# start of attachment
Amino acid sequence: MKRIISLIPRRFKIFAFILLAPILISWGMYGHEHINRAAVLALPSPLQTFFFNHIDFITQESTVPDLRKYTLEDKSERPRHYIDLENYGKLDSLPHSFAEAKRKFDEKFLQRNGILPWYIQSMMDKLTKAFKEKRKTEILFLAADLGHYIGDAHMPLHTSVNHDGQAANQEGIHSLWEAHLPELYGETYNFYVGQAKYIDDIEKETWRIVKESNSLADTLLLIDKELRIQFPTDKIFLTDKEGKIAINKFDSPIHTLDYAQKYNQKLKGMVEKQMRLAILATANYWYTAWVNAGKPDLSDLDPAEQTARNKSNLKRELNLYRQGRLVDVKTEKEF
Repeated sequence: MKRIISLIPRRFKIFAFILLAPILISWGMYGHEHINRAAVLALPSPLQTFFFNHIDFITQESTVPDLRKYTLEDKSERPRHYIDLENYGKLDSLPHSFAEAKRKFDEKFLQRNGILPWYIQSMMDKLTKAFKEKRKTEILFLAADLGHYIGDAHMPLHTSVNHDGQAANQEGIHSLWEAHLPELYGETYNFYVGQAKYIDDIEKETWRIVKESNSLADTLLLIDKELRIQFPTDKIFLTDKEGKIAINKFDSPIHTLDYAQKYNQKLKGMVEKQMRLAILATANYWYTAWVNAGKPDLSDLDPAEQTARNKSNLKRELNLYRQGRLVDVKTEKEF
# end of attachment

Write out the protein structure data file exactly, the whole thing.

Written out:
Amino acid sequence: MKRIISLIPRRFKIFAFILLAPILISWGMYGHEHINRAAVLALPSPLQTFFFNHIDFITQESTVPDLRKYTLEDKSERPRHYIDLENYGKLDSLPHSFAEAKRKFDEKFLQRNGILPWYIQSMMDKLTKAFKEKRKTEILFLAADLGHYIGDAHMPLHTSVNHDGQAANQEGIHSLWEAHLPELYGETYNFYVGQAKYIDDIEKETWRIVKESNSLADTLLLIDKELRIQFPTDKIFLTDKEGKIAINKFDSPIHTLDYAQKYNQKLKGMVEKQMRLAILATANYWYTAWVNAGKPDLSDLDPAEQTARNKSNLKRELNLYRQGRLVDVKTEKEF
Repeated sequence: MKRIISLIPRRFKIFAFILLAPILISWGMYGHEHINRAAVLALPSPLQTFFFNHIDFITQESTVPDLRKYTLEDKSERPRHYIDLENYGKLDSLPHSFAEAKRKFDEKFLQRNGILPWYIQSMMDKLTKAFKEKRKTEILFLAADLGHYIGDAHMPLHTSVNHDGQAANQEGIHSLWEAHLPELYGETYNFYVGQAKYIDDIEKETWRIVKESNSLADTLLLIDKELRIQFPTDKIFLTDKEGKIAINKFDSPIHTLDYAQKYNQKLKGMVEKQMRLAILATANYWYTAWVNAGKPDLSDLDPAEQTARNKSNLKRELNLYRQGRLVDVKTEKEF